The creek don't rise

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The expression "...the creek don't rise" is an American slang expression implying strong intentions subject to complete frustration by uncommon but not unforeseeable events. It presumably evokes occasional and unpredictably extreme rainfall in Appalachia, that has historically isolated one rural neighborhood or another temporarily inaccessible on several or many occasions. It is sometimes thought that the word "Creek" instead refers to the Creek people, but this is not the case.[1][2]

Classic versions of its use tend to be along the lines of "The good Lord willing, and creek doesn't rise"—i.e. "If God so wills, and as long as intense rain does not wash away bridges or parts of dirt roads, or cover roads too deeply for safely following them." It may take the form of real or mock dialect, in variations like "... Lor' willin' an' th' crick don' rise."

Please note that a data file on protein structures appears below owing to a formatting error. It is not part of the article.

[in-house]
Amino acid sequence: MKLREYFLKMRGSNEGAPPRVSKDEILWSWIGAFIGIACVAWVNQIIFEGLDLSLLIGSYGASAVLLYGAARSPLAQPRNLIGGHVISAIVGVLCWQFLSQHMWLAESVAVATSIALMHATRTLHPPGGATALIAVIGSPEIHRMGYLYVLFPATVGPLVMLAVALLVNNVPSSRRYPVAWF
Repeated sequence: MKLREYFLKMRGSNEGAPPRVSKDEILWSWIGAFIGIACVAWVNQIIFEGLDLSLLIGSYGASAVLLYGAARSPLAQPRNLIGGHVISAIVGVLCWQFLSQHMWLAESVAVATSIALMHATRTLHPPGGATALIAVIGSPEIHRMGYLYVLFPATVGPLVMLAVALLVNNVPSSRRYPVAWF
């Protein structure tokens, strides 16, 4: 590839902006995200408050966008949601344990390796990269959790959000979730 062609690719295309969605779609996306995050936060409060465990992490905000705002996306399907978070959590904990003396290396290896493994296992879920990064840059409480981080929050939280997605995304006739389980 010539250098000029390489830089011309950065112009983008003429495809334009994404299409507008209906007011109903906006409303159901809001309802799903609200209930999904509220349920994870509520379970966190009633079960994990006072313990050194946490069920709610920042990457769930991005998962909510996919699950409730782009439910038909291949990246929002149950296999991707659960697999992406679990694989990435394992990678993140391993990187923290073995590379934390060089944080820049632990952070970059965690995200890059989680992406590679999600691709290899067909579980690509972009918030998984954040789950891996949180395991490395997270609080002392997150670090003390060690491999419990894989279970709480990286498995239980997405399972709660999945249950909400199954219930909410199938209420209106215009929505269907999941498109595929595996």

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References[edit]

  1. ^ Bergeron, Kat (8 July 2017). "'Lord willin' and the creek don't rise!' But do creeks rise? Ah, wordplay". Sun Herald. Retrieved 15 January 2020.
  2. ^ "Lord Willing and the Creek Don't Rise". A Way With Words. 20 May 2012. Retrieved 15 January 2020.